Hydro One (TSX:H) is back in the headlines after a proposed takeover appears to be in trouble.
Let’s take a look at the current situation to see if the stock deserves to be in your portfolio today.
Hydro One has had a year that most investors would like to forget.
The Progressive Conservative win in the Ontario elections in June resulted in the July resignation of the entire board of directors as well as the exit of the CEO. During the election campaign, Doug Ford vowed to fire then-CEO Mayo Schmidt, citing electricity rates that are too high for families and businesses.
Ford won the election and the new premier made good on his promise. A new board was named in August and a new acting CEO and acting CFO are now in place with other senior executives.
One fallout from the whole mess appears to be the scuttling of Hydro One’s previously negotiated acquisition of U.S.-based Avista Corp. The $6.7 billion deal was just rejected by a U.S. regulator in Washington State after the commission decided the sale would not be in the public interest. The report cited the willingness of the Ontario government to interfere in Hydro One’s operations as the reason for shooting down the deal.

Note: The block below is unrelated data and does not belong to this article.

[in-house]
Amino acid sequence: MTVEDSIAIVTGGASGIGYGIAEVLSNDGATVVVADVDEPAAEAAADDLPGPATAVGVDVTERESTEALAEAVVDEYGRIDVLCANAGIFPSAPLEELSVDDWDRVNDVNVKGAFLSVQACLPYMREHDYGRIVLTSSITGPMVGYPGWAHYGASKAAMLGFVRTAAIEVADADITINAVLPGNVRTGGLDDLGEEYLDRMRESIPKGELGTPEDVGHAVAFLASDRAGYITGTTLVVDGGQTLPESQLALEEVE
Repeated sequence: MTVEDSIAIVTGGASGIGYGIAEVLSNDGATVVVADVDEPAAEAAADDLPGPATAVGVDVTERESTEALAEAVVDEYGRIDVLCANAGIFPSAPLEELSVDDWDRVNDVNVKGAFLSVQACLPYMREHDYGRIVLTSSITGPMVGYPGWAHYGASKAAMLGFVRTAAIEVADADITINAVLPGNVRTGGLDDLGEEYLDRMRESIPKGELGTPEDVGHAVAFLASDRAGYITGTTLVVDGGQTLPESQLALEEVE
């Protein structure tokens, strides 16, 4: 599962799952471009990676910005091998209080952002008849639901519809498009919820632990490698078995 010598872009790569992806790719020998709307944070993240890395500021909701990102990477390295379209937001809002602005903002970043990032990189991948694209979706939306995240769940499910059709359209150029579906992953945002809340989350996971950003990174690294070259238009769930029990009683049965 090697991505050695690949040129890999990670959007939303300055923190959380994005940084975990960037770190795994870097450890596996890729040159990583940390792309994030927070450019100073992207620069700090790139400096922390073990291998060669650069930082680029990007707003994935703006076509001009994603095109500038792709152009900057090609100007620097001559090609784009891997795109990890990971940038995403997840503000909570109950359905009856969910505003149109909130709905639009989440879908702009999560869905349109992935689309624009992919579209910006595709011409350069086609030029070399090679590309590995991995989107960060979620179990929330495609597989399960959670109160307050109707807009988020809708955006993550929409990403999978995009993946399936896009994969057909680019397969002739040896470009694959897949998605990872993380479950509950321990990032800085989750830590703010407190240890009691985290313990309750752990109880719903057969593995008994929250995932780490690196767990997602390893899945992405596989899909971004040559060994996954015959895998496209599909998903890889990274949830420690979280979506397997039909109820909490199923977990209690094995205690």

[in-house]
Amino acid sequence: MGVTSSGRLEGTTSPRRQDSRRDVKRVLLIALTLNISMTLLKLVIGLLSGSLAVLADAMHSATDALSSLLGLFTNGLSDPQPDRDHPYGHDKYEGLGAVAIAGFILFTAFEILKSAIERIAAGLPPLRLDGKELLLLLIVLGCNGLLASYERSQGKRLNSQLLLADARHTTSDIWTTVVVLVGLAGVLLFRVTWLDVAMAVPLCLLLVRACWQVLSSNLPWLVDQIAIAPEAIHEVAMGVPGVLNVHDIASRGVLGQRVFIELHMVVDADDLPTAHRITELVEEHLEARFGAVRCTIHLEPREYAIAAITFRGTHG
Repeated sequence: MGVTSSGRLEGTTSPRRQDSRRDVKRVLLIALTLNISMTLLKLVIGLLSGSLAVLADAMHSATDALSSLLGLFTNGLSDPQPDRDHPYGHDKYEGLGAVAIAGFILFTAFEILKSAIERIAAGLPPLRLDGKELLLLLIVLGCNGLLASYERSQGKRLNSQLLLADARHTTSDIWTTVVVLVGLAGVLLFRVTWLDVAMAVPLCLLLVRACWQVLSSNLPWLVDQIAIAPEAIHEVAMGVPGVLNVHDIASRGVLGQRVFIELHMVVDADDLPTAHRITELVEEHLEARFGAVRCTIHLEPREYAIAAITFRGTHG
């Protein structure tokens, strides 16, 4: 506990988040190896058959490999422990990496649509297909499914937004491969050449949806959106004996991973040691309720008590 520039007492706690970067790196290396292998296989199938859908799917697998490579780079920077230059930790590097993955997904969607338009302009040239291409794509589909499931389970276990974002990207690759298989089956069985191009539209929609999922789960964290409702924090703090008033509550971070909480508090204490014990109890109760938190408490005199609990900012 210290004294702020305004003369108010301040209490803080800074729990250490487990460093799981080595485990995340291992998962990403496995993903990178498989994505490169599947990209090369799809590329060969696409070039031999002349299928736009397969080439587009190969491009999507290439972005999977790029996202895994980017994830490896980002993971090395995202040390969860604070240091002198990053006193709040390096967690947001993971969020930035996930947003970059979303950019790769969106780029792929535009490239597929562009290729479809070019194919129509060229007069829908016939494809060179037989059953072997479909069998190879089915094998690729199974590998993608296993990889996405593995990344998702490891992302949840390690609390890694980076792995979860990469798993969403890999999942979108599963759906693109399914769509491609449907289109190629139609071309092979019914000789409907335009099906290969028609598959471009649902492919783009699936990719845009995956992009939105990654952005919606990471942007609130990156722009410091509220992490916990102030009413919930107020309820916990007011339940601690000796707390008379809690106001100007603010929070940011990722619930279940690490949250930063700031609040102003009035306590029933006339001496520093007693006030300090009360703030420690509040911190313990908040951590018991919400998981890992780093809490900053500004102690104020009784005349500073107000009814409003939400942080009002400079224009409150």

Ontario partially privatized Hydro One in 2015, but the province stills owns 47% of the company.
The market reacted positively to the news that the Avista deal appears to be dead. Hydro One’s share price has increased in the days following the decision, although the stock has given back some of initial gains. At the time of writing, Hydro One trades for $21 per share compared to the closing price for $21.37 before the Avista announcement.
Despite the distractions, the company is doing reasonably well. For the first nine months of 2018, net income was $616 million compared to $503 million in the same period in 2017. Hydro One reported Q3 2018 adjusted earnings that were pretty much in line with Q3 last year.
During the quarter the company announced plans to buy power-distribution assets in Peterborough and Orillia.
Hydro One raised the quarterly dividend by 5% in May to $0.23 per share. That’s good for a yield of 4.4%.
Should you buy?
Investors should keep an eye on the Ontario government. Premier Ford has vowed to lower electricity rates by 12%. There are different ways being considered to do this, and how things roll out could have a big impact on the share price one way or the other, depending on the market’s perception of the plan.
The stock looked cheap when it was below $19, but I would probably stay on the sidelines right now. Other companies might be more attractive today for a TFSA pick.